Family Lifestyle

Sharenting – like parenting, only digital

Pregnant woman holding ultrasound images
April 26, 2013

A few years ago AVG coined the term “Digital Birth” to describe the moment an online identity begins. The name grew out of a survey that determined at least a

Pregnant woman holding ultrasound imagesA few years ago AVG coined the term “Digital Birth” to describe the moment an online identity begins. The name grew out of a survey that determined at least a quarter of today’s children have digital births before their physical births. This occurs when excited parents post news of their pregnancy on their preferred social networks. They follow up with ultrasound images, perhaps an announcement of the baby’s sex and so on. It’s easy to see, right from the beginning of life, that a person’s digital identity can be largely out of their hands.

More telling, parents’ posts are always at risk of becoming permanent record of their children’s formative years – a time of life by definition charged with innocent experimentation. And now that social media reviews are routine in employment, housing and other types of advance screening, your kids may not be so happy when photos of bizarre haircuts and awkward prom dates turn up.

In a larger and more sobering sense, parents should always be aware that certain types of sharenting could violate their children’s future privacy or imperil their long-term digital identities. Are images of your children getting scraped and used by strangers for other purposes? Do you really want to reveal your kids’ whereabouts via geo-tagging? What seemingly innocuous but ultra-private information do you unwittingly reveal with an image of your child puffing an asthma inhaler or scratching a swollen bee-sting?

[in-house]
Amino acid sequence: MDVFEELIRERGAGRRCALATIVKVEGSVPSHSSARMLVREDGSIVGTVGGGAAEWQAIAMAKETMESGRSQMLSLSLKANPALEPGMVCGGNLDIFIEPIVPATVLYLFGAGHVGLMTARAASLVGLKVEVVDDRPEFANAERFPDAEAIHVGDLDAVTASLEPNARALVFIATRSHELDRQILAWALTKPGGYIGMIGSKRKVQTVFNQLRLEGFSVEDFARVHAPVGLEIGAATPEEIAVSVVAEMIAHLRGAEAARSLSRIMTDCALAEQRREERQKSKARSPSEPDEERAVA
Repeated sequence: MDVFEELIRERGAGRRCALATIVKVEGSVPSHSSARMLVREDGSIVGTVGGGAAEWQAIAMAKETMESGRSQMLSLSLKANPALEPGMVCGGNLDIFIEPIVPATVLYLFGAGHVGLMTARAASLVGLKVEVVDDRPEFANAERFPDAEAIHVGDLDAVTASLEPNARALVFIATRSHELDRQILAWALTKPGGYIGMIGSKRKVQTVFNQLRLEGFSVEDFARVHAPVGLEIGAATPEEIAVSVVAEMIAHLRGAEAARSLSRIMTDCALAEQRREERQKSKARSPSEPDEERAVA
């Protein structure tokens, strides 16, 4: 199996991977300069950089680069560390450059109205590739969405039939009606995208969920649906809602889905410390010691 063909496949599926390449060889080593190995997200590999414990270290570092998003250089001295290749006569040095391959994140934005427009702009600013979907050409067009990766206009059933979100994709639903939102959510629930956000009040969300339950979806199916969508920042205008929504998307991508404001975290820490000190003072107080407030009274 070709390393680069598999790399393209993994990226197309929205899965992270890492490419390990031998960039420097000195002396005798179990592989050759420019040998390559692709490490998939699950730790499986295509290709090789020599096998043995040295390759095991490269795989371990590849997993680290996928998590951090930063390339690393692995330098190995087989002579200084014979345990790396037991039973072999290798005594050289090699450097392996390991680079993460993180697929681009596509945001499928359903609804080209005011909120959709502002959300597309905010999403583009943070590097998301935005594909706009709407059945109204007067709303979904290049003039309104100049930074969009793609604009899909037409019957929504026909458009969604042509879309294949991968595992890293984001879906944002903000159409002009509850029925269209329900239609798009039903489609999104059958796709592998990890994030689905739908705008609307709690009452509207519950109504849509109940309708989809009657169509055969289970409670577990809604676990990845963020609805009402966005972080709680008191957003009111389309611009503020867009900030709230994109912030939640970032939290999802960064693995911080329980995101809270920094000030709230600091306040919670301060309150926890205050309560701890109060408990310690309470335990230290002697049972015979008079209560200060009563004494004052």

To help us approach sharenting with care, I’ve put together the following five tips that should help us stay the course:

  1. Be aware of privacy settings when you post information about your child online – do you still own the content once you post it?
  2. Think about the consequences of what you’re posting about your child – will that picture still be funny when s/he is 12? Or 17? Or 35?
  3. Set up a Google Alert with your child’s name to make sure only information you want to be public about your child is available
  4. Register your child’s name as a domain name to ensure you own his or her Internet identity
  5. As your child gets older, take an interest in what s/he is doing online

 

For methods to keep your entire family safe, check out AVG Family Safety® for PCs, AVG Family Safety® for iOS mobile devices and AVG Family Safety® for Windows Phone.

Tony Anscombe
April 26, 2013


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